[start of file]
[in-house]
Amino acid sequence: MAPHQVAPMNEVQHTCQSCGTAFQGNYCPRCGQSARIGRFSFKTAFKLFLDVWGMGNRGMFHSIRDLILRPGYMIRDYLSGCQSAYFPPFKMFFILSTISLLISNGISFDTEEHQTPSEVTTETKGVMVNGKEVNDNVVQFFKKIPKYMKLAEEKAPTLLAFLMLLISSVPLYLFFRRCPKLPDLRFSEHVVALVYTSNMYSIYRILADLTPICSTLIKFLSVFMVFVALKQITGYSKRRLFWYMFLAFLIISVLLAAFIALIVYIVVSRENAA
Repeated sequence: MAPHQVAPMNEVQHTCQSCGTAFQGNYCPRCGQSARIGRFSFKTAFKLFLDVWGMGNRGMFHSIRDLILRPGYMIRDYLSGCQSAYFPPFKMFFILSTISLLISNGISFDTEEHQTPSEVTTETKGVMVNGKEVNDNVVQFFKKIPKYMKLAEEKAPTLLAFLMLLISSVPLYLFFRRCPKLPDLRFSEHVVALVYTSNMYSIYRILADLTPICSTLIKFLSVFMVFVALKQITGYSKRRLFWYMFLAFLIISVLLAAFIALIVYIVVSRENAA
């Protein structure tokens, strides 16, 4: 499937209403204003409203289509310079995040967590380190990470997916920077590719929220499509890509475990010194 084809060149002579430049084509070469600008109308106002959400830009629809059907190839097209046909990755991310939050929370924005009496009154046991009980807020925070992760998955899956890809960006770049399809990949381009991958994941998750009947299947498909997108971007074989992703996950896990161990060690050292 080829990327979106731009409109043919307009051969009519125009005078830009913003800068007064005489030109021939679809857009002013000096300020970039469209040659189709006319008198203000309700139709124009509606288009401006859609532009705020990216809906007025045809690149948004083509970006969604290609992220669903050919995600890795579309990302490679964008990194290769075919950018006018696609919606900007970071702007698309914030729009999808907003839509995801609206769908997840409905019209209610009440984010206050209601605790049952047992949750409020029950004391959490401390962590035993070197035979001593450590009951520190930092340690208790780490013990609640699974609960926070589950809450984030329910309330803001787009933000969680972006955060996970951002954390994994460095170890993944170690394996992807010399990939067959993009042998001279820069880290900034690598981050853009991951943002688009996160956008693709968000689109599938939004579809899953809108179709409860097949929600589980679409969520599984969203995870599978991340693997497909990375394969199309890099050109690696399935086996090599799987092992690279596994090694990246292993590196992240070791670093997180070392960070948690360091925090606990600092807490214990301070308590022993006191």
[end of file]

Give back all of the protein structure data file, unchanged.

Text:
[in-house]
Amino acid sequence: MAPHQVAPMNEVQHTCQSCGTAFQGNYCPRCGQSARIGRFSFKTAFKLFLDVWGMGNRGMFHSIRDLILRPGYMIRDYLSGCQSAYFPPFKMFFILSTISLLISNGISFDTEEHQTPSEVTTETKGVMVNGKEVNDNVVQFFKKIPKYMKLAEEKAPTLLAFLMLLISSVPLYLFFRRCPKLPDLRFSEHVVALVYTSNMYSIYRILADLTPICSTLIKFLSVFMVFVALKQITGYSKRRLFWYMFLAFLIISVLLAAFIALIVYIVVSRENAA
Repeated sequence: MAPHQVAPMNEVQHTCQSCGTAFQGNYCPRCGQSARIGRFSFKTAFKLFLDVWGMGNRGMFHSIRDLILRPGYMIRDYLSGCQSAYFPPFKMFFILSTISLLISNGISFDTEEHQTPSEVTTETKGVMVNGKEVNDNVVQFFKKIPKYMKLAEEKAPTLLAFLMLLISSVPLYLFFRRCPKLPDLRFSEHVVALVYTSNMYSIYRILADLTPICSTLIKFLSVFMVFVALKQITGYSKRRLFWYMFLAFLIISVLLAAFIALIVYIVVSRENAA
């Protein structure tokens, strides 16, 4: 499937209403204003409203289509310079995040967590380190990470997916920077590719929220499509890509475990010194 084809060149002579430049084509070469600008109308106002959400830009629809059907190839097209046909990755991310939050929370924005009496009154046991009980807020925070992760998955899956890809960006770049399809990949381009991958994941998750009947299947498909997108971007074989992703996950896990161990060690050292 080829990327979106731009409109043919307009051969009519125009005078830009913003800068007064005489030109021939679809857009002013000096300020970039469209040659189709006319008198203000309700139709124009509606288009401006859609532009705020990216809906007025045809690149948004083509970006969604290609992220669903050919995600890795579309990302490679964008990194290769075919950018006018696609919606900007970071702007698309914030729009999808907003839509995801609206769908997840409905019209209610009440984010206050209601605790049952047992949750409020029950004391959490401390962590035993070197035979001593450590009951520190930092340690208790780490013990609640699974609960926070589950809450984030329910309330803001787009933000969680972006955060996970951002954390994994460095170890993944170690394996992807010399990939067959993009042998001279820069880290900034690598981050853009991951943002688009996160956008693709968000689109599938939004579809899953809108179709409860097949929600589980679409969520599984969203995870599978991340693997497909990375394969199309890099050109690696399935086996090599799987092992690279596994090694990246292993590196992240070791670093997180070392960070948690360091925090606990600092807490214990301070308590022993006191």